Lesson Plan: Painting - Drawing - Art Parody

American Gothic Parody

Submitted by: Tina Grimes, Defiance High School in Ohio
Unit: Painting- Parody - American Art
Project: American Gothic Parody, Van Gogh Christmas
Grade Level: Middle school through high school (adaptable to elementary)

 

Alternate Project: American Gothic gone digital - by Harold Olejarz (enjoy these! See this one on American culture "For Here Or To Go?"!)

Drawing - Mona Lisa Art Parody (see lesson below)

Modern Art Styles Parody - Lesson idea below from Wendy Free (and Ellen Haasen)

Have some fun! Start with Greg Percy's song "American Gothic".

 

Objectives:

1. Students will develop skills related to painting with acrylics. SO-1A4 (red are code numbers for Defiance Curriculum guide)

2. Students will be able to identify characteristics of the art of Grant Wood. PO-2A

 

Materials:

Sketchbooks., Drawing Pencils., Acrylic Paint., Brushes., Canvas., and resource materials on Grant Wood.

 

parody art

 

Book: Grant Wood. - This book covers works by Grant Wood, including American Gothic.

Print: American Gothic by Grant Wood.

 

Procedures:

1. Introduce students to the art of Grant Wood by reading Scholastic Art about the artist and showing examples of this artist’s work.

2. Assign the task of creating a parody of one of Wood’s most famous paintings, American Gothic. Students should use the same basic composition as in American Gothic, but replace the male and female subjects with two other subjects. They can be real people, fictional characters, or completely from each students imagination.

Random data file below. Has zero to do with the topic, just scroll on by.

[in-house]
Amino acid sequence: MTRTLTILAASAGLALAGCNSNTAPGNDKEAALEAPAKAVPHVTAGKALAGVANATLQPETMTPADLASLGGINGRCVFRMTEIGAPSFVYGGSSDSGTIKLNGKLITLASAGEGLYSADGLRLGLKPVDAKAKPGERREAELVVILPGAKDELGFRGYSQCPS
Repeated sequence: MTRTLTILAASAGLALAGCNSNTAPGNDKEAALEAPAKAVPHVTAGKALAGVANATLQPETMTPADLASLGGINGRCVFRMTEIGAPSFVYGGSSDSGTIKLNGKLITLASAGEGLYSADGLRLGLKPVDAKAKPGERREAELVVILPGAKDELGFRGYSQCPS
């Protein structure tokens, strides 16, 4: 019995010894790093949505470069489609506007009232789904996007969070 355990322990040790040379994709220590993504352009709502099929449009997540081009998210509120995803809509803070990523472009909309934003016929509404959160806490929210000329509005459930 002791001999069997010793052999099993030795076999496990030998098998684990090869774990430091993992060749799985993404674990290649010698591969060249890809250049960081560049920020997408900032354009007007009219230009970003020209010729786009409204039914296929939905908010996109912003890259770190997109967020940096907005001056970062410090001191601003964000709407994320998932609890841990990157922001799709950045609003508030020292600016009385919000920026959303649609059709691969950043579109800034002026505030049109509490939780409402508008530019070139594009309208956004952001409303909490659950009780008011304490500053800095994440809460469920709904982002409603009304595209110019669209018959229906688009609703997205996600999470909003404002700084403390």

3. Remind students about the rules for good composition. Review the Elements and Principles. PO-1B

4. Students should make a sketch first and get approval from the teacher.

5. Students lightly sketch their approved designs on the canvas.

6. Students paint on the canvases until complete.

 

Authentic Assessment

Students will create a 9x12 (23 x 30.5 cm) acrylic painting on canvas with an American Gothic (Art Institute of Chicago) parody as its subject matter.

 


 

Submitted by: Tina Grimes, Defiance High School
Unit: Drawing - Portrait - Renaissance Art
Project: The New Mona Lisa - "Mocking Mona"
Grade Level: Middle school through High school (adaptable to elementary)

Check out Mona-Lip-Synchs with your students

 

Alternate Project: Transforming Mona Lisa Digital Manipulation- by Harold Oleraz

See Mona Lisa Chat: It May Be Mona, But Is It Art?- (Archive) Lesson on Aesthetic Inquiry. If you do not have items to show students - there are MANY on the Internet you can share. YES download them! and put them into a PowerPoint.

 

Have some fun! Start with Greg Percy's song Girl of My Dreams (Mona Lisa).

 

parody art       parody art

 

Fun Resources:

Mona Lisa Mania - All about Mona Lisa. History, biography, trivia and fun facts, along with fine art, prints, posters, gifts and collectibles. Try this fun site, too - Mona Lisa Images for a Modern World A site exploring the enduring fascination of the Mona Lisa, including history, parodies. Check out Mona-Lip-Synchs with your students - see all of Mona's "Out-takes."

 

Objectives:

Students will be able to:

1. Identify characteristics of the art of Leonardo da Vinci. PO-2A (red numbers are codes for Defiance Curriculum Guide)